Q&A With Janine Jellars

Author of The Big South African Hair Book

by Ezekiel Kekana

Over the last 10 years, Janine Jellars has written extensively about the #NaturalHair movement in South Africa. Janine has a new book titled, The Big South African Hair Book– which has been described as a book of its special kind. In this Q&A, Janine reflects on writing the book, its importance to the natural hair movement, and whether wearing natural hair is a political act.


Question: Congratulations on your new book. How has the feedback been since it was released?



Thank you. The feedback has been overwhelmingly positive, I think people have felt a sense that a book of this kind was a long time coming.

Question: Janine, I want us to first talk about the title of the book, the Big South African Hair Book, why did you decided to go with this title?



I like a good play on words. In the title, the ‘big’ refers to the size of our hair, our afros, not the size of the book.

Question: Why was it so important for you to write this book?



We all have different contributions to make to the so-called ‘natural hair movement’. I don’t have the time or, frankly, talent to be a content creator or influencer, but I could use my skill to write this book. So, it’s my contribution and love letter to the natural hair movement in South Africa.

Question: What message(s) are you hoping to convey to all South African women with this book?



First and foremost, I wanted to showcase our stories, by us. Our experiences are valid and worthy of documentation. I want South African women to feel seen.

Question: Talk to us about the selection process of the people that you decided to interview in this book, why did you go for them?



I interviewed about 30 people and I definitely tapped into my networks and sought out people who I felt had great stories to tell, were knowledgeable within their fields and those who are passionate about healthy hair and self-expression.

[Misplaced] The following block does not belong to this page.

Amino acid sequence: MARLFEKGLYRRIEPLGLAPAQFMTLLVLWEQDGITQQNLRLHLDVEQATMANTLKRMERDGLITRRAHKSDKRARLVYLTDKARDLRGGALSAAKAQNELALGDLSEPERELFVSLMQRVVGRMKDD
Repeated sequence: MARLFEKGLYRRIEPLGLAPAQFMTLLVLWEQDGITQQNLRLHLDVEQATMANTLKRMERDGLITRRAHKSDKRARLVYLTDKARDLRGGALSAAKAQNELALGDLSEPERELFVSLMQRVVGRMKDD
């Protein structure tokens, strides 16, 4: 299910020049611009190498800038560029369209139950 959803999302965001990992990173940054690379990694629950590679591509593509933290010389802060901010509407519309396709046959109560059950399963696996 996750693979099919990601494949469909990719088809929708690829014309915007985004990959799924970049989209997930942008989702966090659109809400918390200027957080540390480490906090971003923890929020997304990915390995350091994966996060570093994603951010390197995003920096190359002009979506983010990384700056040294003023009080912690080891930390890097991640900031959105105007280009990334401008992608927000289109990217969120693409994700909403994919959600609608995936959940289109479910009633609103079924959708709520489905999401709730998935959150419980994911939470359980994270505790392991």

Question: In the book you mention the importance of building a relationship and listening to one’s hair. Why do you think it is important for women, particularly Black and Coloured women, to have relationships with their natural hair?



Hair is so much more than just hair. It’s economics, politics, status symbol, everything in this country. I think if you are interested in going the natural hair route, hair health should be a key focus. I think people get impatient or want to have a ‘style’ focus when it comes to hair, but good haircare practices are the key to healthy hair.

Question: Women who embrace their own natural big afros are always compared with those who wear weaves. Do you think wearing a natural hair is a political statement for many naturalistas?



I think, whether we like it or not, how we are ‘seen’ and interpreted by other people isn’t always determined by us. I could think I’m just cute with my afro out, and someone else sees me and thinks I’m a Black Panther. So, even when we don’t intend to, we could be making what some see as political statements.

Question: We have previously seen how young Black, Indian, and Coloured girls who wear their natural hair are often treated in some private schools, for example, the Pretoria Girls school saga. How do we inculcate a culture where our children can feel free to rock their natural hair without being looked down or seen as being ‘untidy’?



Language is such an important part of this conversation. Even the word ‘tidy’ is so subjective. I think we have to be intentional about how we speak about and discuss natural hair, as well as challenge those subjective norms. ‘Tidy’, ‘professional’, ‘neat’ – these are all subjective terms and we have to interrogate what they mean for us as Africans and who gets to make the rules around them. As adults, these are the fights we should be having and we shouldn’t be leaving it to kids to have to fight. We should be uncompromising about our own self-definition as Africans in Africa.

Question: What is your advice to parents who wants to ensure that their children have a relationship with their natural hair at an early age?



I am not a parent, but I’ve interviewed parents for the book. One of the key things in the book was about positive role modelling. Making sure your kids have a positive view of their hair starts with how you treat your own hair and how you handle their hair.

Question: If you were to organize a seminar to talk about natural hair, who are the three people you would invite to be panellists on that discussion?



I’m spoilt for choice when I look at the people I’d interviewed for my book – there are so many great stories. But I’d probably choose Milisuthando Bongela, as she has incredible views on political expression; Joan Hillman is a community builder within the natural hair community; Kavuli Nyali is literally an OG of the natural hair community in South Africa.

Question: Finally, what is message to all the naturalistas who often struggling with keeping and maintaining their natural hair?



Moisturise, moisturise, moisturise! Patience is the best hair ingredient! And buy my book!

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